AAHomecare Sets Aggressive Legislative Agenda
Efforts include pushing binding bids over the top, advancing MPP, audit reform, separate CRT benefit, prior authorization, state licensure effort.
- By David Kopf
- Mar 31, 2015
LAS VEGAS, Nevada — The American Association for homecare outlined a broad legislative agenda for the 114th Congress during this morning’s Washington Update at Medtrade Spring 2015.
AAHomecare President and CEO Tom Ryan said, “We have more champions in Congress today than we’ve ever had."
Speaking before attendees at the Mandalay Bay Convention Center’s South Pacific ballroom, AAHomecare President and CEO Tom Ryan told attendees that the association has established solid legislative relationships with key committees such as the House Ways and Means and Senate Finance, and this has helped it begin to see success on which it can build.
“Our credibility and influence with the committees of jurisdiction is at an all-time high,” Ryan said. “We have more champions in Congress today than we’ve ever had.
“And that’s not magic,” he continued. “That’s because we’ve come the Hill every single day, because you’ve [providers] have come to the Hill every single day, and we’ve made a difference. We’re getting people to understand.”
AAHomecare has five key legislative initiatives for the current Congress, which Senior Vice President of Public Policy Jay Witter outlined for attendees:
- Competitive bidding and the Market Pricing Program.
- Audit reform legislation.
- Prior Authorization.
- Separate benefit legislation for complex rehab technology.
- State legislative efforts, and state licensure in particular.
Starting with competitive bidding, Witter noted that the association has seen a shift in strategy. While earlier efforts over the past several years have fixated on repealing the program, but after seeing binding bids legislation passed in the House, and companion legislation gaining momentum in the Senate, the association has outlined a multi-tiered plan for tackling CMS’s bid program.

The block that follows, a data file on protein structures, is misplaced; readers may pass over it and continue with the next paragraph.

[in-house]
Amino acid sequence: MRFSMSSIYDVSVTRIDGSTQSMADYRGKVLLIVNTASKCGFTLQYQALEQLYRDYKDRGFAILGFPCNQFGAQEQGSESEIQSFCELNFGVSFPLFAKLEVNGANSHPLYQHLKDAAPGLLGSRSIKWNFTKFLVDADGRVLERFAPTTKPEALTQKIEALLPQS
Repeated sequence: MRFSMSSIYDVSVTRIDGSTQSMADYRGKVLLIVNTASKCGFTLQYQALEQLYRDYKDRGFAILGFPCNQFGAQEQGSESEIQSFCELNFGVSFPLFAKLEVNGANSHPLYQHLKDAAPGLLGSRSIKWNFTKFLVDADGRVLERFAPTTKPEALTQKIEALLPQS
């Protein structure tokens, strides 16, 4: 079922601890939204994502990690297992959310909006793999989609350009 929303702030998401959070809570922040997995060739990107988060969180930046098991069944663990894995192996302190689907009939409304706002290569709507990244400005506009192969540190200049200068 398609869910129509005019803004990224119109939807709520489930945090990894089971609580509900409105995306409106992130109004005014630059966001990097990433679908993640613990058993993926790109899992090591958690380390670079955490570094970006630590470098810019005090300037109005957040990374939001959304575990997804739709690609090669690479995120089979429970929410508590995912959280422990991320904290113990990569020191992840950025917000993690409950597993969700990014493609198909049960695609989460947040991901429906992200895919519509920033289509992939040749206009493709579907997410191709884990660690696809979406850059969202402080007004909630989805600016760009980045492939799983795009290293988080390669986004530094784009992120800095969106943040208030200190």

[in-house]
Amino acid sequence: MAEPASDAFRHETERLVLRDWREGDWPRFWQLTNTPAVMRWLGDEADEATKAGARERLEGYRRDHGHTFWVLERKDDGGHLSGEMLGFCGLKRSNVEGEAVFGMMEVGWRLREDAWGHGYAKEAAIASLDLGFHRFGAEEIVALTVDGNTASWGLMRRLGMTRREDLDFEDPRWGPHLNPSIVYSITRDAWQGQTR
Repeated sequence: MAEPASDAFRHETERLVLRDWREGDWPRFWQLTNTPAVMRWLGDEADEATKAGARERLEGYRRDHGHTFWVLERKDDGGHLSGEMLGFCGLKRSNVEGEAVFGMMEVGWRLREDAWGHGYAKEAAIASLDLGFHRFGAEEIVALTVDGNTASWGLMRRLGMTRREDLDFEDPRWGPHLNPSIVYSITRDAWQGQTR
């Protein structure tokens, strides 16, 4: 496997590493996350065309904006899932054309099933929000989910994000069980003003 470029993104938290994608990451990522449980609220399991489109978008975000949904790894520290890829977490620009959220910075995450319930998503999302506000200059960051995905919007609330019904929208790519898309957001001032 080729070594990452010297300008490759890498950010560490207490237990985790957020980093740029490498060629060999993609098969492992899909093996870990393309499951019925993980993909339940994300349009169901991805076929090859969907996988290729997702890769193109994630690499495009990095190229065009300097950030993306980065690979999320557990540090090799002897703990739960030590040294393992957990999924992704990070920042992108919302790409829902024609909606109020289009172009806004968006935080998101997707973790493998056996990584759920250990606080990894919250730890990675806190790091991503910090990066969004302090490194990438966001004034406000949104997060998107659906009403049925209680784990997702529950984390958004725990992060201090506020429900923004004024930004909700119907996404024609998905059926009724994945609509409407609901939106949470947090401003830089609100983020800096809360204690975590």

The plan to expand competitive bidding nationally and fix bid amounts is "a ridiculous process. … So we’re working to address that," said Jay Witter, AAHomecare's senior vice president of public policy.
Witter noted that the recent success with H.R. 284’s passage under suspension of rules in the House hinged on convincing lawmakers that speculative bidding was actually happening. Now the association will focus on getting its Senate companion, S. 148, passed in the Senate by unanimous consent.
The industry will also work on the passage of legislation that would create a Market Pricing Program Demonstration Project, with Rep. Tom Price, who championed MPP legislation in the House during the 113th Congress, as a pivotal figure in that undertaking.
“[Price] is so passionate about that bill that he wants to see something happen,” Witter said. “He knows the MPP is a much better program than the current competitive bidding program.”
The association will also work with key Congress members on a legislative proposal that would address the expansion of competitive bidding to non-competitive bidding areas on January 1, 2016. While CMS has justified such a move by saying that without contracts, those non-bid providers will have greater access to market than provides in bid areas, AAHomecare’s Ryan noted such an expansion is a grave concern for rural providers.
“We can’t have expansion of competitive bidding overnight to the rural areas,” Ryan said. “You wake up the next morning and no expansion in market share and you decrease reimbursement by 50 percent? Outrageous. We can’t have that.”
Witter also noted that another key point of reform for CMS’s plan to expand bidding isn’t just the threat to rural providers, but that the rule fixes bid amounts. So if bid amounts can only go down with each re-compete, “eventually you’re going to have to pay CMS to serve patients,” he joked. “It’s a ridiculous process. … So we’re working to address that, as well.”